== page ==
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Culture

Sri Chinmoy: Beloved Spiritual Leader Passes Away

Sri ChinmoyInformation compiled by Nicole Pugh

Internationally renowned leader and spiritual teacher Sri Chinmoy passed away on October 12, 2007 in his home in Queens, New York. The cause of death was a heart attack. Sri Chinmoy was loved and respected worldwide and hailed as a modern day renaissance man. He wrote over 1,600 books, composed thousands of pieces of music and played over 800 Peace Concerts in venues like Lincoln Center and Carnegie Hall. He was an avid athlete and his universal philosophy encouraged people of all backgrounds, faiths and nationalities to work together for peace.

Sri Chinmoy was born on August 27, 1931 in a small village in east India. Orphaned when he was eleven years old, he traveled with his six brothers and sisters to a spiritual community in the south of India, where he spent the next twenty years in intense prayer and meditation. Heeding an inner call, in 1964 he traveled to the United States and made New York City his home. In the forty-three years he was in the West, Sri Chinmoy became a model of the potential of humankind. Opening centers throughout the world for peace and harmony, he tirelessly traveled the globe to share his inspiration and goodwill. He was a champion of interfaith harmony and was beloved by leaders for peace and spiritual leaders worldwide.

Mother Theresa wrote about Sri Chinmoy: “I am so pleased with all the good work you are doing for world peace and for people in so many countries. May we continue to work together and share together, all for the glory of God and for the good of man.”

Sri Chinmoy was an ardent supporter of the United Nations. Since 1970, he had served as the leader of the Peace Meditation at the United Nations, an association of delegates and staff he founded under the aegis of the third UN Secretary-General, U Thant. Chinmoy taught that “the physical and the spiritual must go together—they cannot be separated.” In this light, he astounded sports heroes and luminaries when he began a weightlifting career in 1986 at the age of 55. He credited his inner peace for the ability to lift thousands, sometimes even tens of thousands, of pounds. From cars to animals to small planes, Sri Chinmoy lifted almost every object imaginable in various styles of strongman lifts. He was also known for lifting people.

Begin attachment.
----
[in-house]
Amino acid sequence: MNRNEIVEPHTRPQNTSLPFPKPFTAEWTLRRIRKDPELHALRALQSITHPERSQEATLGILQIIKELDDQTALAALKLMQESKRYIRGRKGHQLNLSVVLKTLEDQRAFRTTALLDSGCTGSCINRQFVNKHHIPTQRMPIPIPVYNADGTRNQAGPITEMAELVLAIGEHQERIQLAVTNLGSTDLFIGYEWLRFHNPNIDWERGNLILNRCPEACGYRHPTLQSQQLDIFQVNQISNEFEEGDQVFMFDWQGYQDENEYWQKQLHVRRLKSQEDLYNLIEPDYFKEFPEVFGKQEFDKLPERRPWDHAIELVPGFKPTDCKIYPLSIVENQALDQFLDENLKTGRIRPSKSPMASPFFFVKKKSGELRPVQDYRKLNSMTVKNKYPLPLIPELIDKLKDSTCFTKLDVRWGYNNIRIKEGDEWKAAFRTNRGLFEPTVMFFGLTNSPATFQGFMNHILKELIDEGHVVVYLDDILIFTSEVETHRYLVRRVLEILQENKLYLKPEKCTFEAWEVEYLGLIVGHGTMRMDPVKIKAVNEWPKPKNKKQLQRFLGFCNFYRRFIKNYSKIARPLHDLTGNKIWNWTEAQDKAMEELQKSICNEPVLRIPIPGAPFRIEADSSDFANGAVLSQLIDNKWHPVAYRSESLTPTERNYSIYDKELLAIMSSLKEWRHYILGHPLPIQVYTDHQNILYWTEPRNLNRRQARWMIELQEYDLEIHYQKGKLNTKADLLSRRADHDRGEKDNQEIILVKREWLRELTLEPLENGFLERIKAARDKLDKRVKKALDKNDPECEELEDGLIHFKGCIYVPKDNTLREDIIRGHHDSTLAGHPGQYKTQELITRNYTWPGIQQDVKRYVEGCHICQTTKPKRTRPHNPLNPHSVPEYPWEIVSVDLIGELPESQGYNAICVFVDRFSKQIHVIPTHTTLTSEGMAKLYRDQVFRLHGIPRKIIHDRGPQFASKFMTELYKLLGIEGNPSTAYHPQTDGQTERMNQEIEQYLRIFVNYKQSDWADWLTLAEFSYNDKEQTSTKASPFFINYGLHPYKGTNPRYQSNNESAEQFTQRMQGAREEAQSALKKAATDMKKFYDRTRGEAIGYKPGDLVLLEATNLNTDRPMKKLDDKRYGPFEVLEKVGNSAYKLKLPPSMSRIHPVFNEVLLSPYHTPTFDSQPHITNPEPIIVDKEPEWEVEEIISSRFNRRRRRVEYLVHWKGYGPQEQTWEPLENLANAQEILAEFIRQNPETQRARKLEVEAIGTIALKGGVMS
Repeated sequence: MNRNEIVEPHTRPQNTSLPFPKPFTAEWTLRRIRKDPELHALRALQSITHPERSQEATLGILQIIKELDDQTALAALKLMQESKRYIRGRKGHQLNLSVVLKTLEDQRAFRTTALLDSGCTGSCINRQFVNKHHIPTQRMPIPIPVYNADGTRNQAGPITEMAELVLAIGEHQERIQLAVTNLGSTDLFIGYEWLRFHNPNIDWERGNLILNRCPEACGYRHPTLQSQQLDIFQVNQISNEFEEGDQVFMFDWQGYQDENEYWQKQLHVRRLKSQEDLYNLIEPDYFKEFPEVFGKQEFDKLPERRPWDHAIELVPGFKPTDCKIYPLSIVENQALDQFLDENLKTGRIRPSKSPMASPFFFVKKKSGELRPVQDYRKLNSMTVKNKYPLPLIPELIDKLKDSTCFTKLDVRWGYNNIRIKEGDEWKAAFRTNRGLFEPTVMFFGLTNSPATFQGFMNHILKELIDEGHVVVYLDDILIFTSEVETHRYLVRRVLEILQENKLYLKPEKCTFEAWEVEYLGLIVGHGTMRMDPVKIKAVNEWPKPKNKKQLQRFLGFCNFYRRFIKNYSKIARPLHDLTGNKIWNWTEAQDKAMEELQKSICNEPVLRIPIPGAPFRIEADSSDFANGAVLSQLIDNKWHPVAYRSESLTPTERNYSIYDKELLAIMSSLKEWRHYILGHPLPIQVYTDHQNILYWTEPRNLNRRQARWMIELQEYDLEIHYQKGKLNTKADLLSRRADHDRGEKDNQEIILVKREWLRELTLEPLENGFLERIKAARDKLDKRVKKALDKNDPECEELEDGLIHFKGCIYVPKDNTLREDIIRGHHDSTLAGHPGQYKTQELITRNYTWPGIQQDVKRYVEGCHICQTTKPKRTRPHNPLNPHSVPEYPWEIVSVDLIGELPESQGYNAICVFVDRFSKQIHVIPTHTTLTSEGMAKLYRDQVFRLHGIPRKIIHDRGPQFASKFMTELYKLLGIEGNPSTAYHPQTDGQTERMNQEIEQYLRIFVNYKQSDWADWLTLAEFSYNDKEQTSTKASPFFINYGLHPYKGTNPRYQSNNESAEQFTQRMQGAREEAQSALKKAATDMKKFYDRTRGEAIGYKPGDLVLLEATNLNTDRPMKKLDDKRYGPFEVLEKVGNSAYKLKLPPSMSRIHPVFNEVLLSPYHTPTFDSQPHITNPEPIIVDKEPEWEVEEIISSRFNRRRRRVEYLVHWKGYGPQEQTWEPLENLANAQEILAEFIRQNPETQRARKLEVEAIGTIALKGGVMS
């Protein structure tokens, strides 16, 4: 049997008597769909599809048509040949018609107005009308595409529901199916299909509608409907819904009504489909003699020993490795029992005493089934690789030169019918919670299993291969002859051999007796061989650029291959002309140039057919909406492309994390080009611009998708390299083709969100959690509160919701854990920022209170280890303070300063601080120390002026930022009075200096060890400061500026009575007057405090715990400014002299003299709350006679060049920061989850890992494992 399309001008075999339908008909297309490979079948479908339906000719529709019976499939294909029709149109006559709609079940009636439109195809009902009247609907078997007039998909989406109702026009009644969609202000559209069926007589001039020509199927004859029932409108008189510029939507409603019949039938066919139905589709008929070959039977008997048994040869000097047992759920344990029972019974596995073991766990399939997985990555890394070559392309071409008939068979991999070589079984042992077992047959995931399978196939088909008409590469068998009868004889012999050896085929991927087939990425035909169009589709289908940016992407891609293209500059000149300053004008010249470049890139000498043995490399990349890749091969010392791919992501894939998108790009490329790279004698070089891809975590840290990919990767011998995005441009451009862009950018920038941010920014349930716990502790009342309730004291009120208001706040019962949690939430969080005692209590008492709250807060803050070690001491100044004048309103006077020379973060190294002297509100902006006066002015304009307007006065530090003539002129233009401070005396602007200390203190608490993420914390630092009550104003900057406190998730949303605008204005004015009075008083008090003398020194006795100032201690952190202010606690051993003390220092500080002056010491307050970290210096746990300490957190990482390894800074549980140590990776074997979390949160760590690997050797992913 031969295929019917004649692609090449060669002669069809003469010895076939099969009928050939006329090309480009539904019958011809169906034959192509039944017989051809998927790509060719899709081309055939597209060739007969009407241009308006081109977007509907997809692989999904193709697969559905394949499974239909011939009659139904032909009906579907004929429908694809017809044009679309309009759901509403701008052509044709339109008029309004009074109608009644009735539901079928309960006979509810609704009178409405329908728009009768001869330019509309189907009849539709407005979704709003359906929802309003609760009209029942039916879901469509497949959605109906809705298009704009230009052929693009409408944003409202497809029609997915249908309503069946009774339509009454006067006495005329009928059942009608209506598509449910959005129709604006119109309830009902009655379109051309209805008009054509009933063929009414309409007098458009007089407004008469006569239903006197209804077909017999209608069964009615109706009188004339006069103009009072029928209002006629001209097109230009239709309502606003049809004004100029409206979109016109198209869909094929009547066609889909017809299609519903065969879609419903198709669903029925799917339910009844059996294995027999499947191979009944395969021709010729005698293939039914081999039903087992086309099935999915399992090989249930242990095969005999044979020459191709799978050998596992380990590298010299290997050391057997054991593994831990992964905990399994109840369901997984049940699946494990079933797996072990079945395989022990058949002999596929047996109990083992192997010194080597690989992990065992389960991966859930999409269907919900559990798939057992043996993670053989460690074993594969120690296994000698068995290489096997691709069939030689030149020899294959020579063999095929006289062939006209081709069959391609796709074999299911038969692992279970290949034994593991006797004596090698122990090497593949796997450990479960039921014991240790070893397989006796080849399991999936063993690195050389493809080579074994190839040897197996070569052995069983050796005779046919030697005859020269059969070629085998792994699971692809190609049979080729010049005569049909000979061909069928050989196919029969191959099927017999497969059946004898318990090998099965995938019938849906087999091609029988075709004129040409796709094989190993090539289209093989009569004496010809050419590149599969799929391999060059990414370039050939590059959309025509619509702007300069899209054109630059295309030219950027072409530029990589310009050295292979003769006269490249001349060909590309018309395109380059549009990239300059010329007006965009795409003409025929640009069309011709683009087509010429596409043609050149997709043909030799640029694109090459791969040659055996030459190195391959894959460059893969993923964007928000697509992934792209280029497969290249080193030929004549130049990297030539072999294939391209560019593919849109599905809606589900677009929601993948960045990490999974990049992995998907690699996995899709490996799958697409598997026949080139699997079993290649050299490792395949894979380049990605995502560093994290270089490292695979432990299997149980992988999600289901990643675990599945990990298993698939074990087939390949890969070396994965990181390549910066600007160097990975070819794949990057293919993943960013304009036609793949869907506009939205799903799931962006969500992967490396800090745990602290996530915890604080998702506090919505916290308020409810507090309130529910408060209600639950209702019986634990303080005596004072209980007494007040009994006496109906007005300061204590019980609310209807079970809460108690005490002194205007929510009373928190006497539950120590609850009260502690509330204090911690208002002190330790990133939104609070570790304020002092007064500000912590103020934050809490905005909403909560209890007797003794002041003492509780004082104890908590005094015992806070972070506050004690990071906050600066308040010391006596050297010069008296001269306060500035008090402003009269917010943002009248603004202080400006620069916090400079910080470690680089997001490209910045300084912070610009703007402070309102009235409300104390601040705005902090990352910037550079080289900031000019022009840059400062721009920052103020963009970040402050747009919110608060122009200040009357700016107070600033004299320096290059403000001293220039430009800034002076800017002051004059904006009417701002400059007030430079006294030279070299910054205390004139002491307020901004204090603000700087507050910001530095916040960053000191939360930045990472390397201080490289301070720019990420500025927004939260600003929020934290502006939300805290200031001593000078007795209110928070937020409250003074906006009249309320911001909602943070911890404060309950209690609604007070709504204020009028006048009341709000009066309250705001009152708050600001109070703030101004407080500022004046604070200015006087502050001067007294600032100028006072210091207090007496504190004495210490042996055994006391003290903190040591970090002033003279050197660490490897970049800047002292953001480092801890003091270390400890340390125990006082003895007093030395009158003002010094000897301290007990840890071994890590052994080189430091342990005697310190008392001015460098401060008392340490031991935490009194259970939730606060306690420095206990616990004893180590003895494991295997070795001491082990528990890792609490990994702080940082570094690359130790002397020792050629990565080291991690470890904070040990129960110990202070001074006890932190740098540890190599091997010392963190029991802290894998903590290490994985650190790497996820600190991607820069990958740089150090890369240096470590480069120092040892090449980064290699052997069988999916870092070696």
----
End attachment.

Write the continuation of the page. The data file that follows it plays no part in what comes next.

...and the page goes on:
“He lifted more than 8,000 people since 1988, including world peace figures like Nelson Mandela and Desmond Tutu,” wrote the New York Times in an obituary report on October 13, 2007. “He hoisted the Rev. Jesse Jackson, Eddie Murphy, Susan Sarandon, Yoko Ono and Richard Gere. Mr. Chinmoy lifted 20 Nobel laureates and a team of sumo wrestlers. He lifted Sid Caesar and a (reformed) headhunter from Borneo, and picked up Representative Gary L. Ackerman, a Democrat, and Representative Benjamin Gilman, a Republican, at the same time.”

Mr. Chinmoy’s love of sports spanned a lifetime and resulted in a number of landmark programs for peace and self-transcendence. In 1987, he founded the World Harmony Run, the world’s largest relay for peace involving tens of thousands of participants in over seventy nations.

Mr. Chinmoy built a worldwide network of meditation centers and had more than 7,000 disciples. Jyoti-Bihanga, opened under Sri Chinmoy’s encouragement by his San Diego students in 1988, remains a popular eatery today. He last visited San Diego in June of this year to offer two free concerts of his music at Copley Symphony Hall. A musician since his youth, Sri Chinmoy made dozens of recordings, composed over 20,000 songs and offered over 800 Peace Concerts during his life—all free of charge.

Sri Chinmoy was known to gather with his disciples at a private tennis court off 164th Street in New York City that doubled as a garden meditation site known as Aspiration Ground. Hundreds of his students gathered at Aspriration Ground on October 12th to honor the life of this amazing man and spiritual leader. Many flew in from places around the world. Leaders who could not be present but who sent letters of condolence ranged from U.S. celebrities and politicians to Prime Ministers from countries as varied as Nepal and Namibia. Numerous Nobel Peace Prize winners offered statements as well.

Legendary music producer and humanitarian Quincy Jones wrote about Sri Chinmoy: “I don’t have words to express my sadness. Sri’s spirit will always be with us all. His love could fill an ocean. I join the many people touched by this man and pray that his message will touch many more. Sri, we love you, and we miss you.”

For more information, visit www.srichinmoy.org. This article was compiled from information distributed by the Sri Chinmoy website and the Sri Chinmoy Center, San Diego chapter as well as the New York Times Obituary section (Sri Chinmoy, Athletic Spiritual Leader, Dies at 76, October 13, 2007)